Artist Synthia Saint James worked with art director Greg Breeding, who designed the stamp.
This is the sixth stamp design issued by the U.S. Postal Service in celebration of Kwanzaa. The first Kwanzaa commemorative stamp was issued in 1997. New designs were also issued in 2004, 2009, 2011, and 2013.
Last Edit: Sept 12, 2016 14:43:00 GMT -5 by kacyds
In 2016, the U.S. Postal Service® commemorates the joyous festival of Diwali, which is also known as Deepavali. One of the most important annual Hindu events, the holiday celebrates the triumph of good over evil. Spanning five days each autumn, it is considered by some to be the start of the new year.
Diwali is a shortened version of the Sanskrit word Deepavali, which roughly translates as “a necklace of lights.” During Diwali flickering oil-wick lamps called diyas dot the homes of observers around the world. The stamp features a traditional diya against a background of glimmering gold and flower petals.
The meaning of Diwali often depends on regional identity on the Indian subcontinent, but Hindu stories provide a framework for the significance of the festival. For many people in the north of India, the holiday honors the return of Rama, an incarnation or avatar of the god Vishnu, after a long period of exile. For some in the south of India, it marks the defeat of the demon Narakasura by Krishna, another incarnation of Vishnu. Others commemorate Vishnu’s decision to make King Bali ruler of the underworld.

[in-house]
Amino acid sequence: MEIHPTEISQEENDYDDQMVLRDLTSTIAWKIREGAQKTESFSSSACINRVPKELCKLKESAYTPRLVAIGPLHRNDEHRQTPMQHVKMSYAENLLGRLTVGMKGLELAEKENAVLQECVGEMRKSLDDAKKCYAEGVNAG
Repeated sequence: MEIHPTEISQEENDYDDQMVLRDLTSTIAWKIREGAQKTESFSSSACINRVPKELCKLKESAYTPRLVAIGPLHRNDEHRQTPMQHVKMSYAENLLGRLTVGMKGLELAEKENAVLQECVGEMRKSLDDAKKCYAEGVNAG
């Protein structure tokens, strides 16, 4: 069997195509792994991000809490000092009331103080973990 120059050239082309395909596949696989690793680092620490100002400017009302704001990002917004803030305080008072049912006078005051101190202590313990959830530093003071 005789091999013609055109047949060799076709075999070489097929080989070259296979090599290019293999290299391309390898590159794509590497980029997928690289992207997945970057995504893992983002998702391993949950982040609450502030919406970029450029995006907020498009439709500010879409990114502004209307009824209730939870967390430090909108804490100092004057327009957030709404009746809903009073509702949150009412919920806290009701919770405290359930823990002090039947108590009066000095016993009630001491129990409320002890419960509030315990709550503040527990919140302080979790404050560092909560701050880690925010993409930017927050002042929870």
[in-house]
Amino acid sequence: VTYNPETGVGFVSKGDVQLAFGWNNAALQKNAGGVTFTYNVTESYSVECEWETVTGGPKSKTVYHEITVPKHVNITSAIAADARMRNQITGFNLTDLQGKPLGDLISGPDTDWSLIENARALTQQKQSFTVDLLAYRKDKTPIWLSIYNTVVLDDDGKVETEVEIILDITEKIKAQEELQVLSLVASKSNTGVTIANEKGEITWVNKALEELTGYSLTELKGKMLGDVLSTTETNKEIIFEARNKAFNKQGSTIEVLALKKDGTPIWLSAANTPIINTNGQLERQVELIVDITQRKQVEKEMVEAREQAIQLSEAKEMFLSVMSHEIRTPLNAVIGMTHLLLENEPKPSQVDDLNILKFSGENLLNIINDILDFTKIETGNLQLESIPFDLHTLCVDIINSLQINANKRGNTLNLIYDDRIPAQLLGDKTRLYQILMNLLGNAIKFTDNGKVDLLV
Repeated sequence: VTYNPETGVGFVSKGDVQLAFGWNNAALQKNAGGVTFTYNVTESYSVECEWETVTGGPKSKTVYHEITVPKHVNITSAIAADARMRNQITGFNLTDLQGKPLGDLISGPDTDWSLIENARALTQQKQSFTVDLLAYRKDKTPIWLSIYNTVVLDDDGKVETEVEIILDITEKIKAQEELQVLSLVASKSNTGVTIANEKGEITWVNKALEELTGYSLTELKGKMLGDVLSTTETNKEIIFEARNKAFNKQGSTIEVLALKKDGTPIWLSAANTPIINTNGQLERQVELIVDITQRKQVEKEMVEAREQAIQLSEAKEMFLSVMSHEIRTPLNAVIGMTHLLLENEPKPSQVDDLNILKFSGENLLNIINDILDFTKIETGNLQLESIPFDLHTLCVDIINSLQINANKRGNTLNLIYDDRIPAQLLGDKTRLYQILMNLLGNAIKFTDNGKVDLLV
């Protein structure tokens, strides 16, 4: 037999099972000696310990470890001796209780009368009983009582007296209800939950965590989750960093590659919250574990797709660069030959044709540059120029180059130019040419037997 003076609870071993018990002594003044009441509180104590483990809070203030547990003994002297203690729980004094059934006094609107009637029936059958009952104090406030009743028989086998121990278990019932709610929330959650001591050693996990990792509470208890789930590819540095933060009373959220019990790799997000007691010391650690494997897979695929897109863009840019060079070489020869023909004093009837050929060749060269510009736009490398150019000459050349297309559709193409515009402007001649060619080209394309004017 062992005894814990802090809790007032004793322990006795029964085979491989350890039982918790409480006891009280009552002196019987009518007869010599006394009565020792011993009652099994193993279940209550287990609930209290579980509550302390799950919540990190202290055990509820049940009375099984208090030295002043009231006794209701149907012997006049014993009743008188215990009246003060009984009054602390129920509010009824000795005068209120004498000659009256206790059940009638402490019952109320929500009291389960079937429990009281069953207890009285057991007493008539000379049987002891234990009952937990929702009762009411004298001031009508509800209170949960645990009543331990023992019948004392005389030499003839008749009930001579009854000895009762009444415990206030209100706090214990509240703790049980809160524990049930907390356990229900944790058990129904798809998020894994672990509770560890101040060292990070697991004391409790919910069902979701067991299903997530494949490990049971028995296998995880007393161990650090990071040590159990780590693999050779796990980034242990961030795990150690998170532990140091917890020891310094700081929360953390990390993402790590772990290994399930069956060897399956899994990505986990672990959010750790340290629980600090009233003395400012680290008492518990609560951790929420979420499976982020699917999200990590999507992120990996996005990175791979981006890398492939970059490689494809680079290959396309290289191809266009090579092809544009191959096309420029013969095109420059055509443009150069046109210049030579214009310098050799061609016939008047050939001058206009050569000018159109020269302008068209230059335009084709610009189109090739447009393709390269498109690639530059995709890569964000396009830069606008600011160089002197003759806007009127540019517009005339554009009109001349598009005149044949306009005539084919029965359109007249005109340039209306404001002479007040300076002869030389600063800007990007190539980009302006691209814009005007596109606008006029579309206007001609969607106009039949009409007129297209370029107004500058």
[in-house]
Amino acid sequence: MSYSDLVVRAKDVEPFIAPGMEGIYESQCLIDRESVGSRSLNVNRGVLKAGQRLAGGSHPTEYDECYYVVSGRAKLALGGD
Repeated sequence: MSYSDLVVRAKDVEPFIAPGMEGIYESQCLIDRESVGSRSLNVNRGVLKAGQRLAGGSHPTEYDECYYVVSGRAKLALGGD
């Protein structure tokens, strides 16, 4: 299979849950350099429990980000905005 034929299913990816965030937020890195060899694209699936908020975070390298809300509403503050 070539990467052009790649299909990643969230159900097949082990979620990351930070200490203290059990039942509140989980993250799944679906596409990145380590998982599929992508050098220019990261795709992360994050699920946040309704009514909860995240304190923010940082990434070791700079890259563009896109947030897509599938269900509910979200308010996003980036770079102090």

Before the festival, many Hindus go shopping; clean their homes; open their doors and windows; create intricate rangoli, a vibrant floor pattern traditionally made from materials such as rice powder, colored sand, and flower petals; and light diyas with hopes that Lakshmi, the goddess of wealth and prosperity, will visit. In some regions of India, people gamble and play games, just as Hindu lore says that deity Shiva did. On the festive main day of the holiday, families pray to Lakshmi, dress up in their best clothes, enjoy lavish feasts and sweets, exchange gifts, and light fireworks. Diwali also marks the new year for people in Gujarat and a few other states in India.